¶ 22 When the agents brought suit against the employer, alleging that they were damaged by the employer's misrepresentations, the employer moved to dismiss the complaint by arguing that the facts alleged did not constitute a cause of action.   See id. at 655-56, 139 N.W.2d 644.   We held that a viable cause of action for misrepresentation had been pleaded.   See id. at 658-59, 139 N.W.2d 644.

¶ 23 As the court of appeals noted, the agents were not employees at the time of the misrepresentation.   See Tatge, 210 Wis.2d at 59, 565 N.W.2d 150.   Because no employment relationship existed at the time of the misrepresentations, any duty to refrain from misrepresentation must have existed independently from the performance of an employment contract.   Therefore, Hartwig is inapposite,5 and we are left with but one issue for our determination:  whether Tatge has a viable contract cause of action for wrongful discharge in accordance with our decision in Brockmeyer.

II.

 ¶ 24 We next consider whether the narrow cause of action for wrongful discharge established in Brockmeyer encompasses the discharge of an at-will employee for failing to sign a non-disclosure/non-compete agreement.   Our consideration of this issue requires us to determine whether as a matter of law, Tatge has identified a fundamental and well-defined public policy in Wis. Stat. § 103.465 so as to trigger the Brockmeyer exception to the employment-at-will doctrine.   Thus, we are presented with a question of law which this court reviews de novo, without deference to the conclusions of the circuit court or the court of appeals.   See Kempfer v. Automated Finishing, Inc., 211 Wis.2d 100, 107-08, 564 N.W.2d 692 (1997);  Brockmeyer, 113 Wis.2d at 574, 335 N.W.2d 834.   In addition, we review the circuit court's summary judgment ruling on this question de novo, and apply the same methodology as the circuit court.   See Wisconsin Dep't of Corrections v. Kliesmet, 211 Wis.2d 254, 259, 564 N.W.2d 742 (1997).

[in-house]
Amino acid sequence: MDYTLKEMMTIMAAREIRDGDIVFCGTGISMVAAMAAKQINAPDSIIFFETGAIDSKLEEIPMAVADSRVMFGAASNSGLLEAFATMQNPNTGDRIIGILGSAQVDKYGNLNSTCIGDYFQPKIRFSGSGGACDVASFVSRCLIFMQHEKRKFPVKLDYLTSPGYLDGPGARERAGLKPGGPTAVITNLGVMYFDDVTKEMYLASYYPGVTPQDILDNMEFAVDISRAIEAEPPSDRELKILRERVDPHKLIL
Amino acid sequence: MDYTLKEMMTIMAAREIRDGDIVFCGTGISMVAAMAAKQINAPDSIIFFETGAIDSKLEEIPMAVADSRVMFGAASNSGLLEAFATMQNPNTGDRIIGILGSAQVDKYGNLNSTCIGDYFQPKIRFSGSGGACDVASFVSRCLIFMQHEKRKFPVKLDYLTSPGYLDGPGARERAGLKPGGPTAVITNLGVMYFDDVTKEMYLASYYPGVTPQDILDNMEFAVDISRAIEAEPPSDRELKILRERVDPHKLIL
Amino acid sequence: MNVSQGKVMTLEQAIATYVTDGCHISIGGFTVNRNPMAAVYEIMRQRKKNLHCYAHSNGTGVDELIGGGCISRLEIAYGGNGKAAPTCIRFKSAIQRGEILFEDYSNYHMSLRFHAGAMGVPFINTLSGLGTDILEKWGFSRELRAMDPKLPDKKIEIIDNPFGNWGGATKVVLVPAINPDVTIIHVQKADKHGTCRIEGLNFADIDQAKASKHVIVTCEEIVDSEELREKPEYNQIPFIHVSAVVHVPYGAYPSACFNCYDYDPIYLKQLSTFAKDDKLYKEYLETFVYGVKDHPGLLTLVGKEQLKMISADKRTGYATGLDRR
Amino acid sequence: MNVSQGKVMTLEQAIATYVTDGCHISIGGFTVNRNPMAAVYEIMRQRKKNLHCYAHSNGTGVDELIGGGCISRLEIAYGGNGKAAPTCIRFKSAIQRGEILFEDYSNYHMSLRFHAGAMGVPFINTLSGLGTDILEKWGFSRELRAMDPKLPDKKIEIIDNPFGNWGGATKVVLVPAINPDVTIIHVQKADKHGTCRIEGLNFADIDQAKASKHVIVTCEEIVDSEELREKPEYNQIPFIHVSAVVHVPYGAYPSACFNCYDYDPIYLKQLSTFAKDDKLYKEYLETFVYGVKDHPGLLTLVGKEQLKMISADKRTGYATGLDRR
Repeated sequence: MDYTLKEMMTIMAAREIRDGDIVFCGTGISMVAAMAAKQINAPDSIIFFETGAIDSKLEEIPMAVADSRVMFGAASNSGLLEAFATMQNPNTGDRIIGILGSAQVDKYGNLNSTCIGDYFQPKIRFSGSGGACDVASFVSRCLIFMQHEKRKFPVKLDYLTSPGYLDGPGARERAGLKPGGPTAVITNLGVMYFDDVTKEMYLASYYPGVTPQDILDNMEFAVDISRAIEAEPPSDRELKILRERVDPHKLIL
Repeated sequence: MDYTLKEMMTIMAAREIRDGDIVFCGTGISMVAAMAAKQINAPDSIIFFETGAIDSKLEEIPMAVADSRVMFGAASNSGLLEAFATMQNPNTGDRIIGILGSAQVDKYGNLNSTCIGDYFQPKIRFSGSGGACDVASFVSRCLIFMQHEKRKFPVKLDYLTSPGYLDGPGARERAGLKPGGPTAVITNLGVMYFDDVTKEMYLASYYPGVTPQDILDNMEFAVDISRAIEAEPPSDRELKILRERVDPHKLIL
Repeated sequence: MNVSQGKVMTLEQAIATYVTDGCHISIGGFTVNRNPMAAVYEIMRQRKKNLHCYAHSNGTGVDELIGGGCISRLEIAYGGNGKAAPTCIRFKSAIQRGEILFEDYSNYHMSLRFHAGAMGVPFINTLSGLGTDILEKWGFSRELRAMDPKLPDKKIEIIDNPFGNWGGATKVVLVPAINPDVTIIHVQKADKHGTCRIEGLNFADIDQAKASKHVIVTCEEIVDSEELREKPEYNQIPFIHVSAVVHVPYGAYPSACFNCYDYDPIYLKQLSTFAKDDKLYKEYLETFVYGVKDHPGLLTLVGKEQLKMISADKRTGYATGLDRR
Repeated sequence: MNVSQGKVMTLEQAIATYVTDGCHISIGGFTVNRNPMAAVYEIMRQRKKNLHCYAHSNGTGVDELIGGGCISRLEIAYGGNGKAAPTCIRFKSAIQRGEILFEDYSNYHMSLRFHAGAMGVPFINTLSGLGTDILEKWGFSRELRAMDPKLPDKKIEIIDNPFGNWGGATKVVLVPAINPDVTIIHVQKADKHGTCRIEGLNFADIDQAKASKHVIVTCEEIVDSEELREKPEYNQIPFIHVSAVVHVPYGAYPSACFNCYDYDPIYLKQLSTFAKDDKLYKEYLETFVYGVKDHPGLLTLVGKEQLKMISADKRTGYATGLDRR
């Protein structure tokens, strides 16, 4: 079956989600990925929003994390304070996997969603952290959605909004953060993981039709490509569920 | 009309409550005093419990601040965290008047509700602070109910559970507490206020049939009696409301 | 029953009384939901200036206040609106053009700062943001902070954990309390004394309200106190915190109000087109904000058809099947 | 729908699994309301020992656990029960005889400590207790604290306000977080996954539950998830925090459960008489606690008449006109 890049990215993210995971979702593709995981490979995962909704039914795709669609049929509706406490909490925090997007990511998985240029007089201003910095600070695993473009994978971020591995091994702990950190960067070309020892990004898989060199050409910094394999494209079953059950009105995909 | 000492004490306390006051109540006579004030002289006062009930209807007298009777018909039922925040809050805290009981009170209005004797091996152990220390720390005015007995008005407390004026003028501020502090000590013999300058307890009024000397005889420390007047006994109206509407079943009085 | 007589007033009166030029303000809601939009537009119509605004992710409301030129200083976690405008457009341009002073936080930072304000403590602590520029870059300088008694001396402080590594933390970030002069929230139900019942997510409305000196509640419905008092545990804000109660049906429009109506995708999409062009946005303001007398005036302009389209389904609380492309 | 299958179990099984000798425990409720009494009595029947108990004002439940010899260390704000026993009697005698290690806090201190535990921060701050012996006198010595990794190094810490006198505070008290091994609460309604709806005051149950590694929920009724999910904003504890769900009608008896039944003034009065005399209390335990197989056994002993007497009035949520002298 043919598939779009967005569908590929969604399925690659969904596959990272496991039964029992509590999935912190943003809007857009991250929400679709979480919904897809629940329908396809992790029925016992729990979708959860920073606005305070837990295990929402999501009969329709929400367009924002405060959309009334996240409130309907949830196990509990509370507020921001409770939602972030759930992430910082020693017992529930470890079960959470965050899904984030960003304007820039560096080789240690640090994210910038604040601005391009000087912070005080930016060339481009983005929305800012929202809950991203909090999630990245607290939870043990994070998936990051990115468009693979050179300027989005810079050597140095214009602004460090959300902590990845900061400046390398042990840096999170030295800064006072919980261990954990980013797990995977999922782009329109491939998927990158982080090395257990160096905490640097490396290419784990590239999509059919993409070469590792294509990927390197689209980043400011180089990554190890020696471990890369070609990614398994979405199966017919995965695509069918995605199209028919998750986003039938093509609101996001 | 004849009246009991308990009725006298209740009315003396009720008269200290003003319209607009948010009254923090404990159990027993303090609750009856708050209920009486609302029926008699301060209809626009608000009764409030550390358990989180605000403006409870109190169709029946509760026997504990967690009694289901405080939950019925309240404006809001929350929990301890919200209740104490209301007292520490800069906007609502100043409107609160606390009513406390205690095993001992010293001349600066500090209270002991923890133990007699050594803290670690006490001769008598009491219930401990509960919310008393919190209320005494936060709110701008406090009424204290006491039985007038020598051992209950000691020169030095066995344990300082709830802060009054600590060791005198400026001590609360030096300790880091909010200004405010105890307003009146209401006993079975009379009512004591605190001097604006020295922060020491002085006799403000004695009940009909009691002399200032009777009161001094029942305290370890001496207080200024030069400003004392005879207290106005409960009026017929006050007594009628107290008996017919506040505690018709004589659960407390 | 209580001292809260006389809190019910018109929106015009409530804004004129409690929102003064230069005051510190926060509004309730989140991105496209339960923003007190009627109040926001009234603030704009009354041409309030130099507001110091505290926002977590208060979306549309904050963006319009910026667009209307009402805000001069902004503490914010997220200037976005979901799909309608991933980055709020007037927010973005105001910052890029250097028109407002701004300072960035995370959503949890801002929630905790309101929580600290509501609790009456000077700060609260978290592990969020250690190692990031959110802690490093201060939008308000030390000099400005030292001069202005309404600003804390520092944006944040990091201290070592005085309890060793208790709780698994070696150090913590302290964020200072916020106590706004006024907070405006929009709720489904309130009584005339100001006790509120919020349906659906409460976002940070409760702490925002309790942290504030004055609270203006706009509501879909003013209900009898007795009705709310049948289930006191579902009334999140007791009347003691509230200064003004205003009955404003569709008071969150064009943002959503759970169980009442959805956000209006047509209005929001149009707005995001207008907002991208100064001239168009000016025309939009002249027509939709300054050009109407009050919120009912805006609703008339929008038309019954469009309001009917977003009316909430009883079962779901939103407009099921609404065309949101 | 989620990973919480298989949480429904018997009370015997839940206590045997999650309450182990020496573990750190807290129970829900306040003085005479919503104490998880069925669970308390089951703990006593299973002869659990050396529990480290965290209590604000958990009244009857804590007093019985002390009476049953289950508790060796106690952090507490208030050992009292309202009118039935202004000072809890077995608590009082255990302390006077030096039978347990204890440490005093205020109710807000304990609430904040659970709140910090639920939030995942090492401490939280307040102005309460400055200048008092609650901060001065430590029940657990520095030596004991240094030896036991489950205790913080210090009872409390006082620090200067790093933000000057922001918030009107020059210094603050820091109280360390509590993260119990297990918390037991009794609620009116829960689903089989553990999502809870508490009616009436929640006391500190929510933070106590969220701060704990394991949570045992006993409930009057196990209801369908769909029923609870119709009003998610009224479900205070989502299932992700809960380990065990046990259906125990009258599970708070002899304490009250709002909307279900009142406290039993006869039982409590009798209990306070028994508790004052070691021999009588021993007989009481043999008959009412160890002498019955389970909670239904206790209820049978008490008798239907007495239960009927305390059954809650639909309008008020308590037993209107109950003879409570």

A.

 ¶ 25 Before addressing the Brockmeyer public policy exception to employment-at-will, we first respond to Chambers & Owen's argument that Tatge's claim should fail because Wis. Stat. § 103.465 is inapplicable to the facts of this case.   This argument is based on the following exchange between the parties.